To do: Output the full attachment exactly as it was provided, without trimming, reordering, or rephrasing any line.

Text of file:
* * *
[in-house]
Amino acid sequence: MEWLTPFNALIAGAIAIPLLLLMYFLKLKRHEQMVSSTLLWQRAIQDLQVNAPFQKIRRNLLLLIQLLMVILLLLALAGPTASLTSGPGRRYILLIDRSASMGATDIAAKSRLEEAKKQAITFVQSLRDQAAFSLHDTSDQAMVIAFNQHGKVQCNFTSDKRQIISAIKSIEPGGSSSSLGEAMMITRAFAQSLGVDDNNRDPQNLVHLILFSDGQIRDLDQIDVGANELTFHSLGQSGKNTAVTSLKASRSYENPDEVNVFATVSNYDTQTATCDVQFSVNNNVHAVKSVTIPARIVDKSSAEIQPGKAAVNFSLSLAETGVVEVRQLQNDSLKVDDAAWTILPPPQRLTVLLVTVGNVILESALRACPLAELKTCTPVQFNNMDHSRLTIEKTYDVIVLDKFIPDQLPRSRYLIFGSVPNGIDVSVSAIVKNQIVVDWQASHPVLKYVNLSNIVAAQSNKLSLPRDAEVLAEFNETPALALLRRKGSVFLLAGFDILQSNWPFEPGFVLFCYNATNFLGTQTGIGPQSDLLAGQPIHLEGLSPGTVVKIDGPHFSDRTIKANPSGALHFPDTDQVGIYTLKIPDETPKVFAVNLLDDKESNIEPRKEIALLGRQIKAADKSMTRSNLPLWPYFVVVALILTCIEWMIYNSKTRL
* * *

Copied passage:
[in-house]
Amino acid sequence: MEWLTPFNALIAGAIAIPLLLLMYFLKLKRHEQMVSSTLLWQRAIQDLQVNAPFQKIRRNLLLLIQLLMVILLLLALAGPTASLTSGPGRRYILLIDRSASMGATDIAAKSRLEEAKKQAITFVQSLRDQAAFSLHDTSDQAMVIAFNQHGKVQCNFTSDKRQIISAIKSIEPGGSSSSLGEAMMITRAFAQSLGVDDNNRDPQNLVHLILFSDGQIRDLDQIDVGANELTFHSLGQSGKNTAVTSLKASRSYENPDEVNVFATVSNYDTQTATCDVQFSVNNNVHAVKSVTIPARIVDKSSAEIQPGKAAVNFSLSLAETGVVEVRQLQNDSLKVDDAAWTILPPPQRLTVLLVTVGNVILESALRACPLAELKTCTPVQFNNMDHSRLTIEKTYDVIVLDKFIPDQLPRSRYLIFGSVPNGIDVSVSAIVKNQIVVDWQASHPVLKYVNLSNIVAAQSNKLSLPRDAEVLAEFNETPALALLRRKGSVFLLAGFDILQSNWPFEPGFVLFCYNATNFLGTQTGIGPQSDLLAGQPIHLEGLSPGTVVKIDGPHFSDRTIKANPSGALHFPDTDQVGIYTLKIPDETPKVFAVNLLDDKESNIEPRKEIALLGRQIKAADKSMTRSNLPLWPYFVVVALILTCIEWMIYNSKTRL